After two misses, Intruder zips backwards out of the ring. Ant gets a point to even the match.
Intruder vs. Ant - Round 3 - 0:05
Intelligent positioning allows Intruder to zip across the ring and win the match.
Bugdozer vs. Rat Killer - Round 1 - 0:11
A struggle but eventually Rat Killer slips out. A point for Bugdozer.
Bugdozer vs. Rat Killer - Round 2 - 0:05
Bugdozer catches Rat Killer before he can drop down. Bugdozer wins the match.
Black Lightning vs. Pulverizer - Round 1 - 0:07
Pulverizer slips out, providing a point to Black Lightning.
Black Lightning vs. Pulverizer - Round 2 - 0:12
Pulverizer and Black Lightning pass each other, but Black Lightning manages to get under Pulverizer on the turnaround. “Bad posture” leads to swirling defeat as Black Lightning wins the match.
LYBOW vs. Pulverizer - Round 1 - 0:??
Video missing. LYBOW won a point. It should be noted that Pulverizer’s sensors were designed for a non-regulation ring with a thicker border. Pulverizer’s competitors kindly allowed the wider ring to be used in the competition.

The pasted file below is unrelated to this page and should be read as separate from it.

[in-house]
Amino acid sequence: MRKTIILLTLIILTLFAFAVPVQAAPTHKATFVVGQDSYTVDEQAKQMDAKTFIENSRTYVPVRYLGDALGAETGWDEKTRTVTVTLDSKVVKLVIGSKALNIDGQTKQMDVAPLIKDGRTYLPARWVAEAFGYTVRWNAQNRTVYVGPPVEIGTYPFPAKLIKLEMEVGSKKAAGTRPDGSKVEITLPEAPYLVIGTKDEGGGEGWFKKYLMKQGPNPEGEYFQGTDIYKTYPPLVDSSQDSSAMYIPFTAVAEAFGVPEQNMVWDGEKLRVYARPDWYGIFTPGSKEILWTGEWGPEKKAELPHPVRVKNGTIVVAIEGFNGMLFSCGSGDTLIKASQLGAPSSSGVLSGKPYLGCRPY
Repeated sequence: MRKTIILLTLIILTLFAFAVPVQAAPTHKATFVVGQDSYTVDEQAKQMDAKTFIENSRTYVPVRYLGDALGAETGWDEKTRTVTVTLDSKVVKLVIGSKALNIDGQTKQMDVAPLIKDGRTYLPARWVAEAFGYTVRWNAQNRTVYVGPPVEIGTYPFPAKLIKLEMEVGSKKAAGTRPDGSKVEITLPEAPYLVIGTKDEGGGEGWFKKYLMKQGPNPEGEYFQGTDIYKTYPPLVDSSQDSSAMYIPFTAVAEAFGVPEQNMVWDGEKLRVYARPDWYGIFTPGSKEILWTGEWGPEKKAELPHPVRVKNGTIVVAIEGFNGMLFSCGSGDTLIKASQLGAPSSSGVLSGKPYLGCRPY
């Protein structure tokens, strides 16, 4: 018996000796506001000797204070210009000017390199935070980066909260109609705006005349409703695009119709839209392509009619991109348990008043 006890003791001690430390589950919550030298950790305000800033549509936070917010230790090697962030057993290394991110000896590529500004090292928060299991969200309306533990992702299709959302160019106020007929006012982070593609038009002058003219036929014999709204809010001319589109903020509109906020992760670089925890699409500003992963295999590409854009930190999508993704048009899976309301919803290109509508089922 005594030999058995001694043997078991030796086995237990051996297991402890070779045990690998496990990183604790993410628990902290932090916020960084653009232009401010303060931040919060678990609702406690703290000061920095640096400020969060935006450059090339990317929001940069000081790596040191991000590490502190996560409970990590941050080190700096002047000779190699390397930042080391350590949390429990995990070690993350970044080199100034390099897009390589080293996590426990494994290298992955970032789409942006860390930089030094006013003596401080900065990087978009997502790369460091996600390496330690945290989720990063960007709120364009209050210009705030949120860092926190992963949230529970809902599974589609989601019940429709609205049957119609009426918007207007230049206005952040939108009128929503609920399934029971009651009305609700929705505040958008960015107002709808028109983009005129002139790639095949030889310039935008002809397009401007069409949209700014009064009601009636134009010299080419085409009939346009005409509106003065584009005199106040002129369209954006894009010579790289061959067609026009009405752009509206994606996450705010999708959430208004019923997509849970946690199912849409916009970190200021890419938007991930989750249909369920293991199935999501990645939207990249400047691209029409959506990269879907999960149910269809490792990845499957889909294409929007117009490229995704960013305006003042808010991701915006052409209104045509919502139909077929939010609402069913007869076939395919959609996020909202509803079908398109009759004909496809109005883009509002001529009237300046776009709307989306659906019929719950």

LYBOW vs. Pulverizer - Round 2 - 0:45
One of the longest rounds. It takes Pulverizer four attempts and many passes, but eventually LYBOW is pushed out.
LYBOW vs. Pulverizer - Round 3 - 0:10
After a pass or two, LYBOW finds Pulverizer near an edge and pushes well. LYBOW wins the match.
LYBOW vs. Black Lightning - Round 1 - 0:06
With a tiny shove, Black Lightning gains a point.
LYBOW vs. Black Lightning - Round 2 - 0:05